The secrets of talking

I fancy myself a good conversationalist. I can hold my own in most social settings and I occasionally offer gems of conversant wisdom that surprise even me.

As older adults, we stay healthier if we have a strong array of social connections. These connections are made through conversation. Talking paves the way for improved relationships — and can be a platform for healthy aging. So, let’s talk about talking.

I have a few ideas. They are taken from several recent one-on-one conversations and an online blog titled “Smarter Living.” Did you know there are “three tiers of conversations?” Tier 1 is the “safe” tier (the weather, celebrities and recent shared experiences). At this time of year, it could sound something like, “Did you see that fourth-quarter touchdown yesterday? That fella was smokin.”

If the player doing the smokin’ played for the other team, you might choose to talk about something else. But sports is always a good topic. Movies too. Lately, I’ve been talking a lot about the new Bradley Cooper/Lady Gaga movie. It’s not out yet, but the YouTube trailer is riveting. The weather, especially rainfall (too much or not enough) is the safest topic to raise.

“Potentially controversial” conversation (Tier 2) include subjects such as politics, religion and your love life. All three are a bit risky in these uncertain times. I would stay away from politics entirely unless you’re completely consumed by an elected leader’s recent rant. If you mention the person by name and see any eye rolling, be careful. Eye rolling can pave the way to things you definitely do not want to talk about. If that starts to happen, switch the conversation to your love life. Do not offer a lot of detail.

Tier 3 includes a few closer-to-the-heart topics. Things such as your family dynamics and personal health. A lot of older adults welcome these discussions if they are done well. And they can be incredibly informative — even educational. A good way to start is to say, “Catch me up on your life.”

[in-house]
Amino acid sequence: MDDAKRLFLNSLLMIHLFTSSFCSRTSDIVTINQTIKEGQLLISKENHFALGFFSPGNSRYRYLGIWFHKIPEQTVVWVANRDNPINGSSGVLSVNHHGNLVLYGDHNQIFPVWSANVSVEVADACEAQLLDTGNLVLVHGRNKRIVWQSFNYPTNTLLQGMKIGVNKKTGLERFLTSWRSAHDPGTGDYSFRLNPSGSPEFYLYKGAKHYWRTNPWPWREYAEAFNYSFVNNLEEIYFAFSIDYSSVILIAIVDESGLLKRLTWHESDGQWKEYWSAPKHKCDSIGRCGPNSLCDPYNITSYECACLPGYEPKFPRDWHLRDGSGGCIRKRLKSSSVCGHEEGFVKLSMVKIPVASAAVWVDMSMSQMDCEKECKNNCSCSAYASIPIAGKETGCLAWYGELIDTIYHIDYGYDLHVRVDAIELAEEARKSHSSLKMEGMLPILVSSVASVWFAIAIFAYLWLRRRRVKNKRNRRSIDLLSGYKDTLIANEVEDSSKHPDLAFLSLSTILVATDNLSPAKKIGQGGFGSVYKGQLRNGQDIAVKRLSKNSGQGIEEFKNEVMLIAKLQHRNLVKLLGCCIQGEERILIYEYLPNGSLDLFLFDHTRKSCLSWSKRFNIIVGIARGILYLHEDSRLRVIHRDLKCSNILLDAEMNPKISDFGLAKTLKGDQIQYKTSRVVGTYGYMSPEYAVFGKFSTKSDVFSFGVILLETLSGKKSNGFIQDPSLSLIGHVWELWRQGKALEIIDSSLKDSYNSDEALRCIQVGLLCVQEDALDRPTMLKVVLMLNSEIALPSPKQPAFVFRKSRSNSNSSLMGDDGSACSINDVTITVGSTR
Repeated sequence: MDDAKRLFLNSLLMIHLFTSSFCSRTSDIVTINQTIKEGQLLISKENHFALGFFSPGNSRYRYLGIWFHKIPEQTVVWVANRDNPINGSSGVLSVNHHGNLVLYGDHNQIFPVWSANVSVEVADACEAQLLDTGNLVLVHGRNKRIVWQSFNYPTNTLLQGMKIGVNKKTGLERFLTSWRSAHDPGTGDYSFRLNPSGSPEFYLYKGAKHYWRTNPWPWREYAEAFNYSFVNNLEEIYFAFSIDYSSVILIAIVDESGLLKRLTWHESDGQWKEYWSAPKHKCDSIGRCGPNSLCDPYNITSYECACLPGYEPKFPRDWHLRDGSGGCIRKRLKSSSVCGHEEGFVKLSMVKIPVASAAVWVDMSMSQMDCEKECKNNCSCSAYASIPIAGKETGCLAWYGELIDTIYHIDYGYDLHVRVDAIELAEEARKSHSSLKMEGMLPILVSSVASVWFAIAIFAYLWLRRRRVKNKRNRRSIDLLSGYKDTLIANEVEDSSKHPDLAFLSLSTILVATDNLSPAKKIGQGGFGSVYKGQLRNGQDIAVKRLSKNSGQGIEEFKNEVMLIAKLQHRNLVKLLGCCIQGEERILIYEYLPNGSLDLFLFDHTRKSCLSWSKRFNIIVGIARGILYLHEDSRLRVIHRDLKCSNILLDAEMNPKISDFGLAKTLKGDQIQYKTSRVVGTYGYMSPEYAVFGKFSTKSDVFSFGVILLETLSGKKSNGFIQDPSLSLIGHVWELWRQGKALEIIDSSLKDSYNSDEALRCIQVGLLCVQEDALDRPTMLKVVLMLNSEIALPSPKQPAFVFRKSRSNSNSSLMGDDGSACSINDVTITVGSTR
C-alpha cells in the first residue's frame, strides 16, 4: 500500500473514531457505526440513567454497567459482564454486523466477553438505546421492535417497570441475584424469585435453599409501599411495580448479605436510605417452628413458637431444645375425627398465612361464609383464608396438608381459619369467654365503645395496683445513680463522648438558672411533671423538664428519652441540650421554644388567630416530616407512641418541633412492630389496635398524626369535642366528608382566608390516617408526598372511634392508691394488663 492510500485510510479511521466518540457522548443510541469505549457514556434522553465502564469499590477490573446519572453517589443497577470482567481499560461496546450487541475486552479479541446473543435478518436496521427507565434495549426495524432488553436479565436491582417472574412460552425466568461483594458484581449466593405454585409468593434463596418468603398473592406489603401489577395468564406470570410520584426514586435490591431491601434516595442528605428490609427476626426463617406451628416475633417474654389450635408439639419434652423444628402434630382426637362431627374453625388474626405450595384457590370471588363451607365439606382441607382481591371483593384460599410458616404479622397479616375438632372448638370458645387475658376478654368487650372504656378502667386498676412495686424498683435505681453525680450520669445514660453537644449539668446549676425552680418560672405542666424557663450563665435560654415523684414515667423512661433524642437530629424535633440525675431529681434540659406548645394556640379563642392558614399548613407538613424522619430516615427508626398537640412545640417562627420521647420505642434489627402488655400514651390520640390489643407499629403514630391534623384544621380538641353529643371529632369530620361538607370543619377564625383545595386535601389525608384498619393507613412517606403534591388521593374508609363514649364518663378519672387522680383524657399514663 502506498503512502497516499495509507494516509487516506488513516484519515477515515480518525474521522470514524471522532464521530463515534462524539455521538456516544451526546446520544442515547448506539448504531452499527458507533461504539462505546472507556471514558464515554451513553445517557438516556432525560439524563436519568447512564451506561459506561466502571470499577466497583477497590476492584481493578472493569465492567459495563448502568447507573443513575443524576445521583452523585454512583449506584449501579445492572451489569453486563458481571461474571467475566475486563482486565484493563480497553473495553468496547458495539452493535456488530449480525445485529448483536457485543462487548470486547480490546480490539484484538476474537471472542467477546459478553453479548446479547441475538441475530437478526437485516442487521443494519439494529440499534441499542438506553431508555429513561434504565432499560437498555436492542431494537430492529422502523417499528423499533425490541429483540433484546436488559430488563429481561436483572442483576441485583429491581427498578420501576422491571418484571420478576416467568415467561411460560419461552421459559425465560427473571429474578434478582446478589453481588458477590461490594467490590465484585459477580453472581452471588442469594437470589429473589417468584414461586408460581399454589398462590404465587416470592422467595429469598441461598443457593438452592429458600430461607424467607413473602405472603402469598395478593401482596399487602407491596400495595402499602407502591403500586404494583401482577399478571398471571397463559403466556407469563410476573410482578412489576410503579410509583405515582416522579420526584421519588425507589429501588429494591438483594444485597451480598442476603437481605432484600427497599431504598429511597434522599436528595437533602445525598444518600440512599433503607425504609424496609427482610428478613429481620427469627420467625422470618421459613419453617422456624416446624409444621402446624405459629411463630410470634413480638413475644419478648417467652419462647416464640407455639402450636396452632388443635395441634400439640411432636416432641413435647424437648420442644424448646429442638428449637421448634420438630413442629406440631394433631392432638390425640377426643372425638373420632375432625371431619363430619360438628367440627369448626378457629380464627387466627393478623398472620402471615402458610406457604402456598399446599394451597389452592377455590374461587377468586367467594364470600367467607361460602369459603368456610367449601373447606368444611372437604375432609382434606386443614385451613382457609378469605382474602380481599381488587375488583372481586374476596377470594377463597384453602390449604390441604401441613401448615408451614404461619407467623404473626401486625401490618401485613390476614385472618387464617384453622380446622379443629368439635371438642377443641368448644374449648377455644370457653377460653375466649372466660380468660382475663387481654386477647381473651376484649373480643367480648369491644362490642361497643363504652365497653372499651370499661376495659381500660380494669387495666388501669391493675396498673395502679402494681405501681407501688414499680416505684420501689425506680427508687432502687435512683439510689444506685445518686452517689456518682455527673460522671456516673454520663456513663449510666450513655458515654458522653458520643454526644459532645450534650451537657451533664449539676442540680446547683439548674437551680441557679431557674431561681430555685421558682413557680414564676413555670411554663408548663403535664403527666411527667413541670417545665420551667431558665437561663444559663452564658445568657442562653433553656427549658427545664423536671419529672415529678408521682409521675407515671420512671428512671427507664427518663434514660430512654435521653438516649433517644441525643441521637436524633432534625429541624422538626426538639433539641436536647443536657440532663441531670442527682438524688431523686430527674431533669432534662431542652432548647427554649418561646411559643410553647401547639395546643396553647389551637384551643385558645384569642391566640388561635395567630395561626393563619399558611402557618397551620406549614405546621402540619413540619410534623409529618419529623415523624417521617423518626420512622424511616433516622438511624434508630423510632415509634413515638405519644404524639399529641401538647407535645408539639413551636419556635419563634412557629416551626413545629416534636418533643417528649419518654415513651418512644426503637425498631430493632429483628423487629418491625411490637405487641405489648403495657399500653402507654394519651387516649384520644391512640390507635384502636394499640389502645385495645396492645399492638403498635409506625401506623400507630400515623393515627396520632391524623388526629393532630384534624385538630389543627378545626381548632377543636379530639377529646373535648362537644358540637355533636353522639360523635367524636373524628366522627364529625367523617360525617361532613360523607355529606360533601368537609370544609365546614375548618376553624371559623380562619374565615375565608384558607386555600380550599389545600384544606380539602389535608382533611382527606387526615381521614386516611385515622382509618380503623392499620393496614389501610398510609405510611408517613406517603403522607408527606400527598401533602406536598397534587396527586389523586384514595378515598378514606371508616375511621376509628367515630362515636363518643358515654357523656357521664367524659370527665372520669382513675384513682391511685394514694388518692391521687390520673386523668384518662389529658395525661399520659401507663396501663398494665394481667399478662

In a recent conversation that began that way, I walked away with ideas about how to address my daughter’s immune system challenges and a recipe for turmeric-infused quiche.

And that leads me to the next important consideration. “Be more interested than interesting.”

I know, it sounds a little off the mark, because I’m talking about talking. But I’m coming to believe the key to connecting socially as older adults, and benefiting measurably from those connections, is to ask good questions, draw out people and listen to what they say. Really listen. Be attentive and remember the power of eye contact. Try periodically to reflect what you hear and then keep listening. If you’re thinking about what you plan to say next rather than what you’re hearing at that moment, good connections are less likely.

I welcome the phrase, “What do you think?” I enjoy being asked that — and I like to ask it of others. Maybe “what” and “how” questions are the best way to make good social connections. What do you think?

Sharon Johnson is an associate professor emeritus, Oregon State University, and the author of “How Gray is My Valley: Enlightened Observations About Being Old.” Reach her at

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